This contribution is a sequel to an article in which I described the aim of evaluations of clinical effectiveness, the available study designs, threats to the validity of evaluations from selection and information bias and, in some circumstances, the difficulty of recruiting to randomized controlled trials involving one or more surgical treatments.
This contribution should be read with (and not be considered a replacement for) the previous article. I will describe some limitations of controlled non-randomized trials or cohort studies to compare the effectiveness of two or more treatments. These limitations should be considered carefully when choosing a non-randomized study design for an evaluation or critically appraising a study to decide whether or not to act on the evidence it provides.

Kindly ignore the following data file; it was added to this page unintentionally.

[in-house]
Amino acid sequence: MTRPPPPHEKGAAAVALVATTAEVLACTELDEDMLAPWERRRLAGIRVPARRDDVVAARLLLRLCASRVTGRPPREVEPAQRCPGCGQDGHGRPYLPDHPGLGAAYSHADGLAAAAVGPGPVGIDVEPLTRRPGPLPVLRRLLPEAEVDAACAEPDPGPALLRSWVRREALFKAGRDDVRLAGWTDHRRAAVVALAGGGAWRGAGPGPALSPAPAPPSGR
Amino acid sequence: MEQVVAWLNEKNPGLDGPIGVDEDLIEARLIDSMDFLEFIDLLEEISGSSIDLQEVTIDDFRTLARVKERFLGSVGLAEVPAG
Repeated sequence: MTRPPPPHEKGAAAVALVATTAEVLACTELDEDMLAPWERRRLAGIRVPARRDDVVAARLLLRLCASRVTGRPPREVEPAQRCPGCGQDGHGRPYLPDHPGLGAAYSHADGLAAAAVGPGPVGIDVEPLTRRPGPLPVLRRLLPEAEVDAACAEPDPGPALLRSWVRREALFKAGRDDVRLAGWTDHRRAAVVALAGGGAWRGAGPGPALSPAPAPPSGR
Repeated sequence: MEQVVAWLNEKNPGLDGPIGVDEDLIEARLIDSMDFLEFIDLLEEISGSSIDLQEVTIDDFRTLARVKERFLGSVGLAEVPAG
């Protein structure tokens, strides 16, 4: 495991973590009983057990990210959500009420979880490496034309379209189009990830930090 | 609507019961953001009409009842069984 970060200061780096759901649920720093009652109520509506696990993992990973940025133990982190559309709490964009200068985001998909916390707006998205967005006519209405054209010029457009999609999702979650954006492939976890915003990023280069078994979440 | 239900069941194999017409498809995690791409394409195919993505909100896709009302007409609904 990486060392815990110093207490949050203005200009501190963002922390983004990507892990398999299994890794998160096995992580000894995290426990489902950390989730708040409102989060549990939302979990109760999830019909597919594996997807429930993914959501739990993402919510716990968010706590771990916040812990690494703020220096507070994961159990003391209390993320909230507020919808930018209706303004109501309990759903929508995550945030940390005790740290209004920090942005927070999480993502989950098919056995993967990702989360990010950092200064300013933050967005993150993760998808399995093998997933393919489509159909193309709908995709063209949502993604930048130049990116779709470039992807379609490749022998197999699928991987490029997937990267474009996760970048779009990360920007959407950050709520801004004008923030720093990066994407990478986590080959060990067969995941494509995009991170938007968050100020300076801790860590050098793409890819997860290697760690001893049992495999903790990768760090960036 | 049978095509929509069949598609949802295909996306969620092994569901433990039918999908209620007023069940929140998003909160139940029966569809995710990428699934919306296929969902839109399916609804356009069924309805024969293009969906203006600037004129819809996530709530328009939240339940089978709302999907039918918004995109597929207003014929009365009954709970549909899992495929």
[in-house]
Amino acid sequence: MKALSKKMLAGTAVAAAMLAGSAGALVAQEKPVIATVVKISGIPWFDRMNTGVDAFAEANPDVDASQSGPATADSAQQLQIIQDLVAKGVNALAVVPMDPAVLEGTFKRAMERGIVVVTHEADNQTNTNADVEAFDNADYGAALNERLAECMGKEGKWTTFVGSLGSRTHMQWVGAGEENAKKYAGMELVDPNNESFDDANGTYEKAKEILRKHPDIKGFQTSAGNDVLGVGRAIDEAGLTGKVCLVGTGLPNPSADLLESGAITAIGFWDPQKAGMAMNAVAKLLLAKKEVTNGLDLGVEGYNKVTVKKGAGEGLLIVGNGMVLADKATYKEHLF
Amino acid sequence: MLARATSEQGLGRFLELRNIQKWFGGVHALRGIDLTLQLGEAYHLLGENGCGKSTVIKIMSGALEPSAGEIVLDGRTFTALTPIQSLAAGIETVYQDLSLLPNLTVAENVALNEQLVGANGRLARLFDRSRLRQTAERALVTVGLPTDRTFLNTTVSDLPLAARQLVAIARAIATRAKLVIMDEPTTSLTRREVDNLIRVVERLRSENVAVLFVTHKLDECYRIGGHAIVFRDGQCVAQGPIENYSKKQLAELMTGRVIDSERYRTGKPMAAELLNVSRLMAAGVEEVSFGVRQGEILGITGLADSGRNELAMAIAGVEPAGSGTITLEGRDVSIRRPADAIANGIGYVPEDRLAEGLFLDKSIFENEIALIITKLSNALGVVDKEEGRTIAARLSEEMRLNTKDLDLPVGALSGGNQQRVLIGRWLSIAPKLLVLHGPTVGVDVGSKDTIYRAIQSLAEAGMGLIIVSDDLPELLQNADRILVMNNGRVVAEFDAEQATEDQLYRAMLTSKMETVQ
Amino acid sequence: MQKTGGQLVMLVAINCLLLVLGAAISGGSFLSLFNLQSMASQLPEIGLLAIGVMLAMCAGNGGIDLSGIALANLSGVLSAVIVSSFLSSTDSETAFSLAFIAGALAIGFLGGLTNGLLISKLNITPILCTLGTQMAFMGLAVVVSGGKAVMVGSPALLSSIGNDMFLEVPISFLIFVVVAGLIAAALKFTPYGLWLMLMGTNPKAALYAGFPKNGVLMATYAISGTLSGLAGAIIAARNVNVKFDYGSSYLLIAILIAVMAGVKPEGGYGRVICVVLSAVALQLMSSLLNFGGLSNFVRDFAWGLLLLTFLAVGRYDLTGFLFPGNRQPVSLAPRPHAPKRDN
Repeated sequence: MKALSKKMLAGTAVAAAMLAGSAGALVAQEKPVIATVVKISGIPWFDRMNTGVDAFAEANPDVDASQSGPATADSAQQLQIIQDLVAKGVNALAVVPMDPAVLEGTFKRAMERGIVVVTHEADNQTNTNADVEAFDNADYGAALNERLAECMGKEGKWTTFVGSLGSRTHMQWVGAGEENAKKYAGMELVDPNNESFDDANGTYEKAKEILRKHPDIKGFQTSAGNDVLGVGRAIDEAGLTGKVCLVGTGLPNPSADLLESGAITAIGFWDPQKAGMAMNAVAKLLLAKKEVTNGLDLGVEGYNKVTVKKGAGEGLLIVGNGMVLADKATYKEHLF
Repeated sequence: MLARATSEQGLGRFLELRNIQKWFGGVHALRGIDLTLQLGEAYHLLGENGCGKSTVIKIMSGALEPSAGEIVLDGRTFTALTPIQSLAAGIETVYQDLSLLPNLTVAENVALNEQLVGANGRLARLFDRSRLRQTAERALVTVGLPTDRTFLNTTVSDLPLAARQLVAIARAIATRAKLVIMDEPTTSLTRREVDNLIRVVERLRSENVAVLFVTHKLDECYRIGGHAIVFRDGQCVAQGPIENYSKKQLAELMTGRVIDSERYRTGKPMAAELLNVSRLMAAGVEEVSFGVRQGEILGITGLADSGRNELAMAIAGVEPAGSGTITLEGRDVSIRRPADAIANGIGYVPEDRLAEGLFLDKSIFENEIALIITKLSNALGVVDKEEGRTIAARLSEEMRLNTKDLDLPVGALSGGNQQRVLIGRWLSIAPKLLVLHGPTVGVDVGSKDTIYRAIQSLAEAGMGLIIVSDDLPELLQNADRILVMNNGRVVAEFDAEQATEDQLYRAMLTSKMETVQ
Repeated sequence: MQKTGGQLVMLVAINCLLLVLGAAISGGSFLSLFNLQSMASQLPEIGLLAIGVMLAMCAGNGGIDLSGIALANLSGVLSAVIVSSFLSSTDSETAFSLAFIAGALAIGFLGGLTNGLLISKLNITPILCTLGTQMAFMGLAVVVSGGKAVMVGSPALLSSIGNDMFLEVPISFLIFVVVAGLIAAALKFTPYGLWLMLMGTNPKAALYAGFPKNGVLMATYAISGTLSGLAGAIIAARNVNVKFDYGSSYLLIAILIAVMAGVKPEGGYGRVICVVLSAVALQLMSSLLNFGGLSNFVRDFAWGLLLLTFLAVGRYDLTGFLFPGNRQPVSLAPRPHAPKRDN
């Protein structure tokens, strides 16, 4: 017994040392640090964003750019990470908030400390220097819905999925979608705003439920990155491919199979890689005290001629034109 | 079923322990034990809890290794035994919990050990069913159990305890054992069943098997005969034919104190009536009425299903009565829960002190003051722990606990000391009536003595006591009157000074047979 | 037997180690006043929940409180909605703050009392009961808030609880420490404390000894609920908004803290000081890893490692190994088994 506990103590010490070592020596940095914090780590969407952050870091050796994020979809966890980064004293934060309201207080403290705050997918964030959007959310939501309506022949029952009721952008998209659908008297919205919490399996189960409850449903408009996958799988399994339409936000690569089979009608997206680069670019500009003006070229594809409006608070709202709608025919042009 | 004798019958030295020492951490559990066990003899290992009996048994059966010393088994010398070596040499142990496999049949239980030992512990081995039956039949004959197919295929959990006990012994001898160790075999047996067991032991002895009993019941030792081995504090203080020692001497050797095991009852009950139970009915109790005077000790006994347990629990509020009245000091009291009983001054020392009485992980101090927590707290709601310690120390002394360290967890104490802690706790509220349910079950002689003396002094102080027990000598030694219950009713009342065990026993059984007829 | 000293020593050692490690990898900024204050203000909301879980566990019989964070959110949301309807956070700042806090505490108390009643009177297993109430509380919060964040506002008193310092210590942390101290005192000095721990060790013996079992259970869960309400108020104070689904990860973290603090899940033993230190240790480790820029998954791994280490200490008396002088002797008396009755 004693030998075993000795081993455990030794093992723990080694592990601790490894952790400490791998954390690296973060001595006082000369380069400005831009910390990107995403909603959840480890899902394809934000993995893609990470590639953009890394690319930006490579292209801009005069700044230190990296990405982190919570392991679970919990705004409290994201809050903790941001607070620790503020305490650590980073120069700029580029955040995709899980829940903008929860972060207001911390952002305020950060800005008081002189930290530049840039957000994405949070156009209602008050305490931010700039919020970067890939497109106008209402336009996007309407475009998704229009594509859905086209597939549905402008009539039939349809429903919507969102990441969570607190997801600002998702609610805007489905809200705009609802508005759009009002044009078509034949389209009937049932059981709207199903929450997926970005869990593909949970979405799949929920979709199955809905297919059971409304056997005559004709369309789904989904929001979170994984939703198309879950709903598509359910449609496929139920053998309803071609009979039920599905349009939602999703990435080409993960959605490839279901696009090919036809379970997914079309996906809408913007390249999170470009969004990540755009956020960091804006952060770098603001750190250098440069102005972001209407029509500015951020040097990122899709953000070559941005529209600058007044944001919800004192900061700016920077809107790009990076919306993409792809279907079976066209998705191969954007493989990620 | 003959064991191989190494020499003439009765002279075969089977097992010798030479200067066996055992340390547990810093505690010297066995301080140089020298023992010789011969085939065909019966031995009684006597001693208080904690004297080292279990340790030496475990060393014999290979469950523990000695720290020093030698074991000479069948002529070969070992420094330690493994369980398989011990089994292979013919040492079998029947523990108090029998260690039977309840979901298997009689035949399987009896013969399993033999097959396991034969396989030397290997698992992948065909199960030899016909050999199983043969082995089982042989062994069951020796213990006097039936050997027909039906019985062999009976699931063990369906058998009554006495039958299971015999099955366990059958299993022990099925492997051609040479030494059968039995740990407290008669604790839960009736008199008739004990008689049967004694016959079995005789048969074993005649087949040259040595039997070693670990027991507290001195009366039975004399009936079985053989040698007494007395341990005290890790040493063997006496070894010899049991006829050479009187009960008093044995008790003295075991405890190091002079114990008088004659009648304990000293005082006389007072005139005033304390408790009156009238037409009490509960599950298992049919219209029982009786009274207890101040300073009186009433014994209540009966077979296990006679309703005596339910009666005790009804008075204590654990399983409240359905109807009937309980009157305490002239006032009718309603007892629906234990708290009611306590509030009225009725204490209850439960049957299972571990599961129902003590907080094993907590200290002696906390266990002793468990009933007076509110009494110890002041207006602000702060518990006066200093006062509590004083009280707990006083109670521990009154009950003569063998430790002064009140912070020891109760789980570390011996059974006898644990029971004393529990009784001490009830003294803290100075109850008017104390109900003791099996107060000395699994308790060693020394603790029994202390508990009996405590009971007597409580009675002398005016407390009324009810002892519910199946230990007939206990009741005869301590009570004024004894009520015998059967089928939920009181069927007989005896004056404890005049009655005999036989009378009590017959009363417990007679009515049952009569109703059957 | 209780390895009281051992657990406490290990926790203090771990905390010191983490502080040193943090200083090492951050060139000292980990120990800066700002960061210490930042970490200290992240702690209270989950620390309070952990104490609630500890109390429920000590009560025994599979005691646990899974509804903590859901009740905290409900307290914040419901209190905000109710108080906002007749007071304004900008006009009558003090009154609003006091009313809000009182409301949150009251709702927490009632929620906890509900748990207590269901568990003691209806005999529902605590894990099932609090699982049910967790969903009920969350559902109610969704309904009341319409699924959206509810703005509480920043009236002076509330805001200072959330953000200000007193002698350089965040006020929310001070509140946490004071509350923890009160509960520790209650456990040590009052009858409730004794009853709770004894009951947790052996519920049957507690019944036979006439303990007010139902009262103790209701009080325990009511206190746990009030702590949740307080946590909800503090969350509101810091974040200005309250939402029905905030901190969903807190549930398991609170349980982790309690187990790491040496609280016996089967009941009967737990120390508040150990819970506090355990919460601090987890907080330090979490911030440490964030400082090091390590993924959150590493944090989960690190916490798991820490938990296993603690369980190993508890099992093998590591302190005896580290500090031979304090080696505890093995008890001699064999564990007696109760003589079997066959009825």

I will not consider case-control, cross-sectional or uncontrolled studies (i.e. case series) or non-randomized cohort studies for other purposes (e.g. for studying aetiology), prognosis or evaluating diagnostic accuracy.